date: Thu, 16 Feb 2006 00:19:18 +0100
from: Eystein Jansen <Eystein.JansenatXYZxyz.uib.no>
subject: Re: Bullet debate number 1
to: Jonathan Overpeck <jtoatXYZxyzrizona.edu>, Keith Briffa <k.briffaatXYZxyz.ac.uk>
I think we should avoid discussing the Moberg et al results in the exec. bullet. I also
think we need to have a statement about the MWP in the bullet, and I cannot really
understand why the most central conclusion from the very nice recent Osborn et al. Science
paper cannot be highlighted in the first bullet. My suggestion is:
o Some of the post-TAR studies indicate greater multi-centennial Northern Hemisphere
temperature variability than was shown in the TAR, due to the particular proxies used, and
the specific statistical methods of processing and/or scaling them to represent past
temperatures. The additional variability implies cooler temperatures, predominantly during
the 12th to 14th, the 17th, and the 19th centuries. The warmer period in the 11th century
is in general agreement with the results shown in the TAR. Consideration of the regional
records of temperature for the 11th century indicate that it is unlikely that the spatial
extent of warming during this time period was as significant as in the second half of the
At 11:46 -0700 15-02-06, Jonathan Overpeck wrote:
Hi Keith (and Eystein - we need your opinion) - thanks for the quick response. I think
it easier (imagining the mess of email that could result) if we focus on one
bullet/email. So I'll start w/ the first, and hope that Eystein can also weigh in.
With regard to the first one below, I agree that we can leave statistics out of it. Good
But, I think we must at least address Susan's concern. To do otherwise would be
counterproductive. She makes sense. I think your MWP results is quite appropriate - they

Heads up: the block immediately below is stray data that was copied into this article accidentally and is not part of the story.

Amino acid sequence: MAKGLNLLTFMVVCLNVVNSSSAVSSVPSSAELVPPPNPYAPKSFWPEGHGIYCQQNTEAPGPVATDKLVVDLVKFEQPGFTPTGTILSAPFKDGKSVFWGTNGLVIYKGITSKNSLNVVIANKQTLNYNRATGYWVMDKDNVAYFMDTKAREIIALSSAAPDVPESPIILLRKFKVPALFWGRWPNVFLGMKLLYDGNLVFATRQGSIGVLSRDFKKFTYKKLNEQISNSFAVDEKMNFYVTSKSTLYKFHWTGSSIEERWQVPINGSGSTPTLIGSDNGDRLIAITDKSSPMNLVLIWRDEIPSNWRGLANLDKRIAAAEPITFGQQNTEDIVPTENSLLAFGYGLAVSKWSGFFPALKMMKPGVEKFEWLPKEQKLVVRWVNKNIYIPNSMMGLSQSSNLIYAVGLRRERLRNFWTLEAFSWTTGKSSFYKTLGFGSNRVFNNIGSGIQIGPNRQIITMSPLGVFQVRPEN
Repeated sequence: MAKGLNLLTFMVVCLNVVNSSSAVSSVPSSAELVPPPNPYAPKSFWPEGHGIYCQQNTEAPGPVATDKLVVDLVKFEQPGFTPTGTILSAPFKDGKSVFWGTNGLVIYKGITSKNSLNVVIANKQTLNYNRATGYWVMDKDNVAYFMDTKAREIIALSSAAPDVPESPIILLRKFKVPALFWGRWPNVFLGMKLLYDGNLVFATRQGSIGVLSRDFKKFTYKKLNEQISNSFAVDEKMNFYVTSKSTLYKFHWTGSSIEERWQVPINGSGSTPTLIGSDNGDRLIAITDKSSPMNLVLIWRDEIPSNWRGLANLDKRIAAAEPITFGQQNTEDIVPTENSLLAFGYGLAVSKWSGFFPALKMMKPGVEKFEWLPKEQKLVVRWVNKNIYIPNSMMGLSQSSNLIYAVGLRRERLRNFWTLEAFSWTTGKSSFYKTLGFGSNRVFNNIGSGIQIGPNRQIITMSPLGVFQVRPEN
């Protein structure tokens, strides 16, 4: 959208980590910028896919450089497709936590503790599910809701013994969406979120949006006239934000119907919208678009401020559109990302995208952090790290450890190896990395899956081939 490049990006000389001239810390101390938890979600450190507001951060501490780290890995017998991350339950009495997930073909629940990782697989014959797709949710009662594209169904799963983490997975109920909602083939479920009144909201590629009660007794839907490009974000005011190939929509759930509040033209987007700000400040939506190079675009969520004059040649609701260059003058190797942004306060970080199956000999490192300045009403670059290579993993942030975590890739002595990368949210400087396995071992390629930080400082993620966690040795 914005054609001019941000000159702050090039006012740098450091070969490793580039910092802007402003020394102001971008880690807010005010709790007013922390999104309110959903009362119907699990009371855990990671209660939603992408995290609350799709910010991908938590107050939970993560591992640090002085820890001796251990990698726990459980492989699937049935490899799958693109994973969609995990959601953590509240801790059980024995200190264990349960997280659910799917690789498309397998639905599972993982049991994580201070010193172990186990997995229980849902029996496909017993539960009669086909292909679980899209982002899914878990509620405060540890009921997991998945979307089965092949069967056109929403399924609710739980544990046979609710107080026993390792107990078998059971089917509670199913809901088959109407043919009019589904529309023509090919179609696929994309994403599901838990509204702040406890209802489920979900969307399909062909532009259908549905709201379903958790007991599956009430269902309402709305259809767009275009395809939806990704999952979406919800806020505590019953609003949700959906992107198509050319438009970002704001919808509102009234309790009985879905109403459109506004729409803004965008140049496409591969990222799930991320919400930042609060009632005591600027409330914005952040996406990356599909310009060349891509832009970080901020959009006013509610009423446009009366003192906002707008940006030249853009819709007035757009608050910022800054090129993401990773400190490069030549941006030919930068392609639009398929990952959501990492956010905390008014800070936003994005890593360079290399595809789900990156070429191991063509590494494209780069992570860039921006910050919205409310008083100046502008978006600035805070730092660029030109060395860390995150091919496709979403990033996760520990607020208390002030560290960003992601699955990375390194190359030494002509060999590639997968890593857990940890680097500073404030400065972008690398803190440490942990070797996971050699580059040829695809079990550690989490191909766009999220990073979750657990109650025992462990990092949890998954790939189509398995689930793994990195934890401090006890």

were published in Science, and in my reading of the paper, you are convincing. If it's
in the chapter, it makes sense to draw on it for the exec summary. Please defend more
convincingly, or suggest an alternative way to deal with Susan's concern - what is the
significance (not statistical) of this one record being warmer? We need to say it.
If you really want to leave as is, please write your response in a way that I can
forward to Susan - we can't ignore he comment in this case, because other (me, at least)
think it makes sense. So we have to convince her too - this is big stuff for the AR4,
and will be in the TS/SPM. We can't be as vague as the current bullet is.
And as for the MWP box fig, I think it should be as you suggest - combine the existing
fig w/ the new one from Tim and your paper. I think Tim might already be working on it?
Sorry to be a tough guy, but this bullet needs to be more clear.
do not think you will like what I say here , but I am going to give straight answers to
The new draft says enough in the text now about "far-less-accurately dated" and
"low-resolution proxy records that can not be rigorously calibrated" in relation to
this paper (Moberg et al.) . It is not appropriate to single the one series out for
specific criticism in the summary . The use of the word "only" implies we do not believe
it. Mike Mann's suggestion begs a lot of questions about what constitutes "significantly
warmer". You need to have a Null Hypothesis to test . If you mean would the estimates in
Moberg and the other reconstructions (during medieval time) show significantly different
means using a t-test - then of course not , but this tells us nothing other than they
are not likely samples from totally different populations - an almost impossible test to
pass given the wide uncertainties on all reconstructions . Incidentally, we do not have
formal (calibration ) uncertainties for Moberg anyway (just boot-strapped uncertainty on
the average low-frequency curve).
I think the vagueness is necessary - "suggests slightly" and is appropriate.
I would not call out The results of Tim and my paper either. It is just an aside in the
Medieval box at present , perhaps with a Figure to accompany the original if you agree,
but without more text in the Chapter , which I do not consider appropriate, it should
not be highlighted as a bullet.
Jonathan T. Overpeck
Director, Institute for the Study of Planet Earth
Professor, Department of Geosciences
Professor, Department of Atmospheric Sciences
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